Dollar Can Unpack; NCUA Chair Nominee Withdraws His Name
The leading candidate to succeed NCUA Chairman Dennis Dollar on the NCUA Board withdrew his name from consideration last week, sending the search to fill out the three-member panel back to square one.
Gilbert Gonzalez, Jr., currently Deputy Under Secretary for Rural Development at the Department of Agriculture and who has been actively seeking the NCUA job, said he asked the White House to eliminate him from the search so he could continue his work at the Agriculture Department.
"I've been here for two years and there's been some increasing roles and responsibilities here, in terms of the minority home ownership program and the rural business development program, that I want to see through," said Gonzalez.
As a result, Dollar, whose six-year term on the NCUA Board expired last April, told the White House he will continue to serve, at least through the first quarter of 2004. "This will postpone any decision I make regarding any opportunities I might pursue," Dollar said of his plans for a post-NCUA career.
The decision by Gonzalez, who helped foster a partnership between the Agriculture Department with NCUA on certain programs, leaves a big hole in the search for a Dollar successor. That's because any candidate nominated to succeed Dollar must go through a multi-month background check before he or she is formally nominated, then go through the Senate confirmation process before being confirmed by the full Senate. If that process runs into next spring, then politics could intervene to slow or even derail a new candidate's confirmation.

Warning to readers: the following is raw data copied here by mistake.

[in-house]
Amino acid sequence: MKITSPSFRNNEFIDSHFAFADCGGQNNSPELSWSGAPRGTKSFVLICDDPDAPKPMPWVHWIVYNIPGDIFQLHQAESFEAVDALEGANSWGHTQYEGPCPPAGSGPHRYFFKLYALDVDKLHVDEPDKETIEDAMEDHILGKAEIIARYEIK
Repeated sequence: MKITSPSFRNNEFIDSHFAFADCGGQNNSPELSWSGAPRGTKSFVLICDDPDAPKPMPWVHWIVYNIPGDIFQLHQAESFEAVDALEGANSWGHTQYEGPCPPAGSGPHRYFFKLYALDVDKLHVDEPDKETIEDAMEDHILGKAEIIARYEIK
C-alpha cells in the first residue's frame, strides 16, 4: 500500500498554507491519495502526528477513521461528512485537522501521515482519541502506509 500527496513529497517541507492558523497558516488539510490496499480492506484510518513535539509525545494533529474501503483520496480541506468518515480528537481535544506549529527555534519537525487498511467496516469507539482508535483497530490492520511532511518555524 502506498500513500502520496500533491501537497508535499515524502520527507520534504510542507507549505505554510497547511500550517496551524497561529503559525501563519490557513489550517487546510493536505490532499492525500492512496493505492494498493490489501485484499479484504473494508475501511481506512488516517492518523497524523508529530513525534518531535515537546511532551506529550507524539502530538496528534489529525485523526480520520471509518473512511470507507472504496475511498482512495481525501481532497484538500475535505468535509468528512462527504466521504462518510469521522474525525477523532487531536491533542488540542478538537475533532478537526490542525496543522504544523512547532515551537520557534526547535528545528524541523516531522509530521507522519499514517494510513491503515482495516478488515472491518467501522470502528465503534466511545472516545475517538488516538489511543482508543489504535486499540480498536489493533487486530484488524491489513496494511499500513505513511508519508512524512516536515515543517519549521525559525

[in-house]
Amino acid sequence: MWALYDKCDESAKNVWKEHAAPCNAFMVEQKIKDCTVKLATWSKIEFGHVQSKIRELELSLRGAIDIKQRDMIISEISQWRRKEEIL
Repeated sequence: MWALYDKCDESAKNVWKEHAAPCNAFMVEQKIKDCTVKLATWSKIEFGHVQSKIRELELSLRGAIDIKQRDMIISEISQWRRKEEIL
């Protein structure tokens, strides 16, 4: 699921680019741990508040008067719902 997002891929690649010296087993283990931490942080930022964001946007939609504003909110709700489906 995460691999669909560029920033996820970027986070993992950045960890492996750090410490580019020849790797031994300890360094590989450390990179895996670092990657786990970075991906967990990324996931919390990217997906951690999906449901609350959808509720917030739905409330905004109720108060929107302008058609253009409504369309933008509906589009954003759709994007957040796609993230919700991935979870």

"The longer it goes into next year, the more likely the possibility that politics will start to play a role," said one observer knowledgeable about the process.
As of last week there was no news about potential candidates for the Dollar seat. Gonzalez said the length of the nomination process-the White House has been actively looking into his candidacy for more than six months-played a role in his decision to withdraw his candidacy. "That was another big part of it. I had to make plans, in terms of what I wanted to do here," said Gonzalez. He denied there is anything in his background that may have delayed completion of the background check and prevented the White House from formally sending his nomination to the Senate.
In an arcane arrangement, any additional time Dollar serves beyond his six-year term is subtracted from the six-years of his successor, as NCUA Board terms start and finish at a set date.
Dollar, a Republican, was nominated to the NCUA Board by Democratic President Bill Clinton and sworn in October 1997, then designated chairman by Republican President George W. Bush a week after Bush was sworn in February 2001.
The NCUA Board is bipartisan by law and is traditionally made up of two members from the party of the President, with the third typically from the opposition party. With Vice Chair JoAnn Johnson a Republican and the third Board member, Deborah Matz, a Democrat, the successor to Dollar will most likely be Republican.